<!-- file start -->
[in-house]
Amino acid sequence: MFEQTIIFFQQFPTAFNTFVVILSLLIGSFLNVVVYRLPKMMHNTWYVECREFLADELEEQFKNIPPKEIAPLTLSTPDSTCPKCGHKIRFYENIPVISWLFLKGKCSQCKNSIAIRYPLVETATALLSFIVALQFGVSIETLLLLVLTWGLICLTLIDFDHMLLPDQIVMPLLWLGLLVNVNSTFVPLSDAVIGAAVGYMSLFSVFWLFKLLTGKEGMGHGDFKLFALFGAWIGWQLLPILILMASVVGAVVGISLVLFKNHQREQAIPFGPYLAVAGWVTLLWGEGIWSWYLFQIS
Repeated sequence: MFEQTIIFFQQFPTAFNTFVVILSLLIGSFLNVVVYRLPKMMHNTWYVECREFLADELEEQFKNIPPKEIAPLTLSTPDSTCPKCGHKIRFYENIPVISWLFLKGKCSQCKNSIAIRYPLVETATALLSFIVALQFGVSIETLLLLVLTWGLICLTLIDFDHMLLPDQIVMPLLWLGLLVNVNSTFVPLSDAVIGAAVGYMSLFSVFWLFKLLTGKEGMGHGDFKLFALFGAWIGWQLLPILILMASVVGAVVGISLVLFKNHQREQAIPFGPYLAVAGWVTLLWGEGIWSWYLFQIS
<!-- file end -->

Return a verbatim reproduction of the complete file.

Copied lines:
[in-house]
Amino acid sequence: MFEQTIIFFQQFPTAFNTFVVILSLLIGSFLNVVVYRLPKMMHNTWYVECREFLADELEEQFKNIPPKEIAPLTLSTPDSTCPKCGHKIRFYENIPVISWLFLKGKCSQCKNSIAIRYPLVETATALLSFIVALQFGVSIETLLLLVLTWGLICLTLIDFDHMLLPDQIVMPLLWLGLLVNVNSTFVPLSDAVIGAAVGYMSLFSVFWLFKLLTGKEGMGHGDFKLFALFGAWIGWQLLPILILMASVVGAVVGISLVLFKNHQREQAIPFGPYLAVAGWVTLLWGEGIWSWYLFQIS
Repeated sequence: MFEQTIIFFQQFPTAFNTFVVILSLLIGSFLNVVVYRLPKMMHNTWYVECREFLADELEEQFKNIPPKEIAPLTLSTPDSTCPKCGHKIRFYENIPVISWLFLKGKCSQCKNSIAIRYPLVETATALLSFIVALQFGVSIETLLLLVLTWGLICLTLIDFDHMLLPDQIVMPLLWLGLLVNVNSTFVPLSDAVIGAAVGYMSLFSVFWLFKLLTGKEGMGHGDFKLFALFGAWIGWQLLPILILMASVVGAVVGISLVLFKNHQREQAIPFGPYLAVAGWVTLLWGEGIWSWYLFQIS